Exchange students leave with warm memories
By Clay Schuldt
Special to The Caledonia Argus
Caledonia High School has been out for summer since early June and while many of the graduating seniors will not leave Caledonia for college until the fall, a few unique students have already left the area.
Exchange students Ja’n Baliak and Bao-Thy Huynh have both returned home to their respective countries of Slovakia and Norway over the last month. Both students lived in Caledonia during the 2011-12 school year.
Before leaving Baliak talked about some of his experiences in America, while Huynh gave an interview over Skype from Norway.
A third student, David Guth of the Czech Republic, was unavailable for comment but also enjoyed the school year in Caledonia.
It takes a special type of student to travel halfway around the world, alone, to attend school in a foreign country. Both Baliak and Huynh were able to meet the challenges thanks to previous exposure to the U.S. through family. For Baliak, his brother Patrick was a huge inspiration. “He was here two years ago,” he said.
From his brother, Baliak had some understanding of America; however, he did not learn where he would be staying until the last minute.
Baliak found out he would be coming to the Midwest just two days before leaving Slovakia. The agency simply told him he was flying to La Crosse, and he naturally assumed he would be staying in Wisconsin. The flight from Slovakia to La Crosse is over 20 hours with a layover in London and Chicago.
Upon arrival Baliak learned that Caledonia would be his home for the next several months. Baliak’s knowledge of Minnesota before moving to Caledonia was limited. He laughed about the situation and said, “I knew it was in the north.”
Huynh enrolled in the exchange program for a simple reason: “I like America.” At age 11 she and her parents visited the U.S., and the country left a significant impression. However, on Huynh’s first visit, she spent time in New York City. Caledonia was significantly smaller than she expected.
“I didn’t know how small it was until I googled it,” Huynh said.
Huynh’s hometown of Kongsvinger, Norway has a population of 17,000, which by Norway standards is considered small. If Huynh thought Caledonia was tiny, she was in for quite a shock when she moved in with the Gade family, who lives outside of Eitzen.
A key to transferring to an American school is learning the language. Prior to taking part in the exchange program, all applicants are required to speak English and must pass a test. “They want three years of English,” Baliak said, “but I only had one year of English, and I passed the test. It was easy.”
Huynh did not have any trouble picking up the English language, and said by the time she left the U.S. she only had a hint of a Norwegian accent. Huynh has been multilingual most her life and speaks Norwegian, Vietnamese, English and a little French.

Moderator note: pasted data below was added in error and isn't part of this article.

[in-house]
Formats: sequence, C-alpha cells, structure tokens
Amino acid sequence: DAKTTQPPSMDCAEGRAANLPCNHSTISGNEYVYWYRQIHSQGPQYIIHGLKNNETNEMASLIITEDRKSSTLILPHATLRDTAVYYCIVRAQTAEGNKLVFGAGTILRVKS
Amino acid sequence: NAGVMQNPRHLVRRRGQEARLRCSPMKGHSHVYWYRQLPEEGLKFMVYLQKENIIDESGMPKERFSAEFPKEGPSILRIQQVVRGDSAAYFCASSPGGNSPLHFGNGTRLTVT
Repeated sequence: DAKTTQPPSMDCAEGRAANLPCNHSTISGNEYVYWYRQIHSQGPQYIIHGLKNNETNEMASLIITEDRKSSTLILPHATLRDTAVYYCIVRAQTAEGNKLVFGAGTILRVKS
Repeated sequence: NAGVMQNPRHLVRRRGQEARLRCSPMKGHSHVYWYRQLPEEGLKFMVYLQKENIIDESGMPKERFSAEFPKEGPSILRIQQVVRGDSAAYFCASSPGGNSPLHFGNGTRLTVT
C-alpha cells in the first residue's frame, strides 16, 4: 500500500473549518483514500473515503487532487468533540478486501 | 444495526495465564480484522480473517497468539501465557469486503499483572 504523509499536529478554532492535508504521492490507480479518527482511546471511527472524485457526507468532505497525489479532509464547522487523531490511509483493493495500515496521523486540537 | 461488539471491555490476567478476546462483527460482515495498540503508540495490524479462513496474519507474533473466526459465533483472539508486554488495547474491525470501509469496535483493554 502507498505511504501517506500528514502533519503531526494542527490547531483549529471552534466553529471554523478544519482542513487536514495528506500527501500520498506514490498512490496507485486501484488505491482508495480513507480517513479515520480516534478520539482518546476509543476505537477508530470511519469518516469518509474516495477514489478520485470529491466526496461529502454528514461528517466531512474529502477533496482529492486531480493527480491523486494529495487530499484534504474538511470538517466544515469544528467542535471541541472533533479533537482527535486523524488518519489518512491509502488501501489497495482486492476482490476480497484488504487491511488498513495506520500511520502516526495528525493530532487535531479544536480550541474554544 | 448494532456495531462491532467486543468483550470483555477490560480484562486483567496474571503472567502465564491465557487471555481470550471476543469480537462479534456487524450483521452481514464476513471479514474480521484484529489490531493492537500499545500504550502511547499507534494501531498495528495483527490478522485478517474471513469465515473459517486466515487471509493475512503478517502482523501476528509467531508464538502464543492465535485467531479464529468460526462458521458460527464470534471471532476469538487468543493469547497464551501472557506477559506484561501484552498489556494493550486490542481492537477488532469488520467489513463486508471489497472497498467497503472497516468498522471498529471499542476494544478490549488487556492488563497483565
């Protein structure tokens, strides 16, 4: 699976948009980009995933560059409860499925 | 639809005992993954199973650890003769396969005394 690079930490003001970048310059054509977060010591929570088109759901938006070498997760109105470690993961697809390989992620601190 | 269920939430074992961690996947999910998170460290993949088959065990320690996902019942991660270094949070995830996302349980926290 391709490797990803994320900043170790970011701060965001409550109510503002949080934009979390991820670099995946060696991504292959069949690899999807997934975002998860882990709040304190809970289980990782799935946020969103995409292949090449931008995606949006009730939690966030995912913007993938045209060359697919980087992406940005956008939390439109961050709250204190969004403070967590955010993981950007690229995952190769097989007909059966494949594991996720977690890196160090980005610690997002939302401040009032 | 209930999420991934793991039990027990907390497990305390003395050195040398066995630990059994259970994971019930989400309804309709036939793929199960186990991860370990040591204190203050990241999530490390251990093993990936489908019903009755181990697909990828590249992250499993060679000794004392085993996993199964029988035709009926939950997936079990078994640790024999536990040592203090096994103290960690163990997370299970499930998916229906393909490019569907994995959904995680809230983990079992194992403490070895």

Without the language barrier holding them back, the exchange students had little trouble meeting the academic requirements of the Caledonia School District.
“It’s easy here because it’s seven classes at a time every day.”
Baliak said in Slovakia students take 14 classes at a time alternating the subjects every other day.
Huynh agreed that the Caledonia district’s structure was much simpler than her home country’s system. In Norway students attend classes for a longer time. Although, according to Huynh, the average American text book tends to be a lot larger and heavier than Norwegian text books.
Of course learning about a different culture does not end at school. Both students said they were surprised to find that products sold in America were much cheaper than in Europe. Even during a recession, American-made products such as food, clothing, gasoline and DVDs all sell for less than overseas.
Baliak was shocked to see all low-price alternatives on food, citing America’s abundance of fast food restaurants. Huynh was excited about the low cost of clothing, in fact she left the United States with an extra suitcase full of American-bought clothing.
When asked what they would miss most about the Caledonia area, both students said without hesitation “the people,” specifically their host families.
Baliak spent the school year in Caledonia with Jeff and Tammy Meyer and invited his host parents to stay with him in Slovakia.
Besides his host family, Baliak joked, “I’ll miss the big trucks,” as large trucks are rare in Slovakia.
Huynh returned to Norway shortly after graduation and remains in contact with her host family through Skype. The Gade family left her a standing invitation to stay with them when she returns. “Her room is always open,” said Jeanne Gade.
Both students wished their host families and friends in the U.S. a great summer and thanked everyone for all their unforgettable experiences over the last year.